OECD Calls For French Fiscal Restraint
World Economy

OECD Calls For French Fiscal Restraint

The OECD has hailed an initial French market reform package as being vital for the country’s growth prospects. But it added current measures were not enough to effectively cut state spending and reduce joblessness.
In its latest report on the French economy, the Organization for Economic Cooperation and Development (OECD) said France was in the process of implementing some crucial measures to raise the competitiveness of its industries and make the labor market more efficient, DW reported.
“The government has undertaken a series of welcome pro-growth structural reforms and has more in the pipeline,” the organization said.
The report specifically mentioned that Economy Minister Emmanuel Macron had set out a series of steps to open sectors of the economy and soften rules related to opening hours of businesses.
  Joblessness a Massive Issue
But the OECD warned current restructuring efforts were not yet sufficient. It called for better vocational training and adult qualification programs as the second-largest eurozone nation still struggled to bring down unemployment hovering around 10 percent.
At the same time, the organization called for more fiscal restraint. “Public spending, at 57 percent of gross domestic product, is among the highest in the OECD and imposes a heavy burden on economic performance,” the report said.
The OECD said it expected the French economy to expand by 1.1 percent this year, up from an earlier estimate of 0.8 percent. In 2016, it projected France would see its GDP grow by 1.7 percent, with joblessness remaining at current levels.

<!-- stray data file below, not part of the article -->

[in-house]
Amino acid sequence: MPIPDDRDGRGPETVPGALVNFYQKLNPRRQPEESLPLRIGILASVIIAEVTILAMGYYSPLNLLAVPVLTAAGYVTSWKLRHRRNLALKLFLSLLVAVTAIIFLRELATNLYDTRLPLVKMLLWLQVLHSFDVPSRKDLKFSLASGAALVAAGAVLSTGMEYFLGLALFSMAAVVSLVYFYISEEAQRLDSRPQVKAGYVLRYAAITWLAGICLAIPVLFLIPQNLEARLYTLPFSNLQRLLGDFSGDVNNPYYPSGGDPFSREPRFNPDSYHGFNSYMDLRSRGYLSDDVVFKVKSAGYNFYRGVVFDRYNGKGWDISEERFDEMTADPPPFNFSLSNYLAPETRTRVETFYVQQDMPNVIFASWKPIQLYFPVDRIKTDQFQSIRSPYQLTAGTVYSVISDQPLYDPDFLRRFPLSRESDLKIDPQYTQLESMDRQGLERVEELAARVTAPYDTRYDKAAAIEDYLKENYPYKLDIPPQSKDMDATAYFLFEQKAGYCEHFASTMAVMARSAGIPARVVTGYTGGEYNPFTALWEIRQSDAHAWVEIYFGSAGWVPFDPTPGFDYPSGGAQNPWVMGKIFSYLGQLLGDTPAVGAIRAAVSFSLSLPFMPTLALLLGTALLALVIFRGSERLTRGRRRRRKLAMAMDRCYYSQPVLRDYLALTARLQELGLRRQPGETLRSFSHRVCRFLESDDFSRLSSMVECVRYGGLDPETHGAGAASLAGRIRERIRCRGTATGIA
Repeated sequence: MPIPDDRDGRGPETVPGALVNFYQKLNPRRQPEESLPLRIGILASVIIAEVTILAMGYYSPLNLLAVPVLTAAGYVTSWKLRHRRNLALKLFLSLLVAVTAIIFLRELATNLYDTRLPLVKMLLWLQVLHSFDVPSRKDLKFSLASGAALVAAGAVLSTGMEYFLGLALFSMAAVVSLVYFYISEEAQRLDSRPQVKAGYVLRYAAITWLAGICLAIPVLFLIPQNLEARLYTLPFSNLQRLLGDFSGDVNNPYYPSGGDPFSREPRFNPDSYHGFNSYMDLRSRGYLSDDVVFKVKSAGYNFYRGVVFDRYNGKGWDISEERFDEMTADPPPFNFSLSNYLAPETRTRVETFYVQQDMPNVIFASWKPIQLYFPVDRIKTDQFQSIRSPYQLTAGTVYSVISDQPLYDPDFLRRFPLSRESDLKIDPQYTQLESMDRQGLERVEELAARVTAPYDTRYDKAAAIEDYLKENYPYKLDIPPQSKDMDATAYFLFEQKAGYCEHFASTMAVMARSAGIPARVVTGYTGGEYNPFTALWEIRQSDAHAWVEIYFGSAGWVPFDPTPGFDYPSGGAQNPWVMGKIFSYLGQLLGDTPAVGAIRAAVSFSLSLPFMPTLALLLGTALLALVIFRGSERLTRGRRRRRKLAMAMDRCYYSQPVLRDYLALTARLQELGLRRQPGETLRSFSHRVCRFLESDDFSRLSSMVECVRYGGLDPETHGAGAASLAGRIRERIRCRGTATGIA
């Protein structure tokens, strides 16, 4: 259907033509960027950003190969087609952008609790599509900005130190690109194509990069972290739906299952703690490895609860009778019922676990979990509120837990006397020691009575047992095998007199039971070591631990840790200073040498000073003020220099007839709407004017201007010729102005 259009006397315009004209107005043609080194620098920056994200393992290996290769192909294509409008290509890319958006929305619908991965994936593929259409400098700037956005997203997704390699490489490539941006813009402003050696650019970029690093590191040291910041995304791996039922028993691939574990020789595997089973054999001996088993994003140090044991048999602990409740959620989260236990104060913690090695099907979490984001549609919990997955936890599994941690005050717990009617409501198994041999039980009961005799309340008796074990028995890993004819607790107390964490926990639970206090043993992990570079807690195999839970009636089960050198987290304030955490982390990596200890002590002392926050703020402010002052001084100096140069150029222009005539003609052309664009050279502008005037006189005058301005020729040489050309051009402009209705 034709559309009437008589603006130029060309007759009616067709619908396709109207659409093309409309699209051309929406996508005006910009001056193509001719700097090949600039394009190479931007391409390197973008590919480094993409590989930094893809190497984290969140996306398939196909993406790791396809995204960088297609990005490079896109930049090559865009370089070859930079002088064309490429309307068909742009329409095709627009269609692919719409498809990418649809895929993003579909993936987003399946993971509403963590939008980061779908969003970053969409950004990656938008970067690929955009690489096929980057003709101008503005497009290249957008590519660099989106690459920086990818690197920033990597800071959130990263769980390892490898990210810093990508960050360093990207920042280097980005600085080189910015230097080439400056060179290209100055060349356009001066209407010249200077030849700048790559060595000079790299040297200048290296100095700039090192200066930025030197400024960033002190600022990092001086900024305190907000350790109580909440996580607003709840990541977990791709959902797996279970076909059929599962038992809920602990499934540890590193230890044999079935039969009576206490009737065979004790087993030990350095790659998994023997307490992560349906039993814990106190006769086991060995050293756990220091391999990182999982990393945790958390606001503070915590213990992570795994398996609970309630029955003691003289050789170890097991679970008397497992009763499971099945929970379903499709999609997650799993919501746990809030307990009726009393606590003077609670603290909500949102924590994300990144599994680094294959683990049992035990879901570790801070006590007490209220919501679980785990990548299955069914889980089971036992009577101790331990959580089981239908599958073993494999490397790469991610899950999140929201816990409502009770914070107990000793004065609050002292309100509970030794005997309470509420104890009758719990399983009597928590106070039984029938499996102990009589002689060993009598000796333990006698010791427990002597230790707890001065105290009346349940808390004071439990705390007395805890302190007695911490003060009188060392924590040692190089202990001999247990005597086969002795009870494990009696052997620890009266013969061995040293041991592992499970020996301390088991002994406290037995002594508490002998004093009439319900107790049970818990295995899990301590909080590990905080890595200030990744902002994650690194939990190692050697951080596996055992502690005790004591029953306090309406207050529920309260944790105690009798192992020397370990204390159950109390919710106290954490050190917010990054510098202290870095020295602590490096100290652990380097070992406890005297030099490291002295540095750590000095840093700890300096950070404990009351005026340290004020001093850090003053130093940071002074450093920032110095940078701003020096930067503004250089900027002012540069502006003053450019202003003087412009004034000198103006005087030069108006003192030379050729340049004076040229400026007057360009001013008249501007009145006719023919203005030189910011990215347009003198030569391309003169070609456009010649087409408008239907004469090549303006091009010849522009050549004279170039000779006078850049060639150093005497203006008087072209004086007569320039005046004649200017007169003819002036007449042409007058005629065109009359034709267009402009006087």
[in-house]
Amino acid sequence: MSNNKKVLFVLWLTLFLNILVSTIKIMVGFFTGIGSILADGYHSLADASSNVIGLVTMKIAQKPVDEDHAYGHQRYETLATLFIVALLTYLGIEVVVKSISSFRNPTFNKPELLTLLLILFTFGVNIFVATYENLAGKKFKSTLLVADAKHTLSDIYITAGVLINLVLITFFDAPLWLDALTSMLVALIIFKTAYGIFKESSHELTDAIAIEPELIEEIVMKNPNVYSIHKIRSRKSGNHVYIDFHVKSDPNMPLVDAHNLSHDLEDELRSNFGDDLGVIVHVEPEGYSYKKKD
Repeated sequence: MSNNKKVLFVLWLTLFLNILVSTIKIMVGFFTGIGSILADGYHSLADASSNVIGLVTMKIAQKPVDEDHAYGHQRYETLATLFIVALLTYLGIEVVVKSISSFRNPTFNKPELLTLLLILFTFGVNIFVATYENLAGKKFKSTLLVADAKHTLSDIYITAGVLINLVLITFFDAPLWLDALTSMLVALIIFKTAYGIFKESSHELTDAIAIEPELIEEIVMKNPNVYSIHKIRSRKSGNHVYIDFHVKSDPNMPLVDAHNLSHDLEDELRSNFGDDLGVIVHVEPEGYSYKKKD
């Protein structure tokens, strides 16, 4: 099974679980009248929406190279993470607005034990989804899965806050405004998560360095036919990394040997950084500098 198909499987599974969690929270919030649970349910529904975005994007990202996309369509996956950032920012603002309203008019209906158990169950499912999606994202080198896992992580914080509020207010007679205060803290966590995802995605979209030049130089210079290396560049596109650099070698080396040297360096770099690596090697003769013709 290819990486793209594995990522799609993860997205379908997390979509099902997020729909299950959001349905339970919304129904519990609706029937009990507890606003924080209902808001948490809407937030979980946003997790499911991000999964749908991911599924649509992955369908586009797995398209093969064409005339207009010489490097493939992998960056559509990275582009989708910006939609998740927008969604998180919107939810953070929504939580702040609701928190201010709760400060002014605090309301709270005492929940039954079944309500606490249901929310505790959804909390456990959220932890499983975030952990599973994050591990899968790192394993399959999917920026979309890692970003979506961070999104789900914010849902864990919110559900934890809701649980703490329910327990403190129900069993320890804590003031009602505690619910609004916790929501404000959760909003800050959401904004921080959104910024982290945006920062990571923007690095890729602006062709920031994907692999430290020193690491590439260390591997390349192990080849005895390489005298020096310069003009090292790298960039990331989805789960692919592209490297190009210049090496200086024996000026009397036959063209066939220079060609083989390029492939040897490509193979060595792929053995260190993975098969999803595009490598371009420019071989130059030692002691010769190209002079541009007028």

Economic Bill
France’s Socialists have survived a no-confidence vote, enabling Prime Minister Manuel Valls to proceed with economic reforms he passed only by decree. He insists they’re needed to unblock France’s sluggish economy.
Detractors of Valls’ pro-business policy, mainly opposition conservatives, but also rebels within the Socialist party, failed on Thursday to muster enough votes to topple the government.
Some 234 lawmakers backed the no-confidence motion, short of the 289 votes required in France’s lower house of parliament.
Valls had forced through the bill authored by Economy Minister Emmanuel Macron on Tuesday without a direct parliamentary vote by invoking rarely used decree powers. That prompted Thursday’s opposition censure motion.
The bill frees up labor rules and includes diverse measures, including those making it easier for employers to lay off workers, to foster competition among professionals such as auctioneers and notaries, and to extend store opening hours into evenings and Sundays.

  Inflation Turns Negative
Statistics released Thursday show that inflation in France had turned negative last month for the first time since October 2009, with prices falling 0.4 percent from a year earlier.
A no-confidence vote has only succeeded once in France’s 57-year-old Fifth Republic. That was in 1962, when it was used to oust the government of Georges Pompidou.


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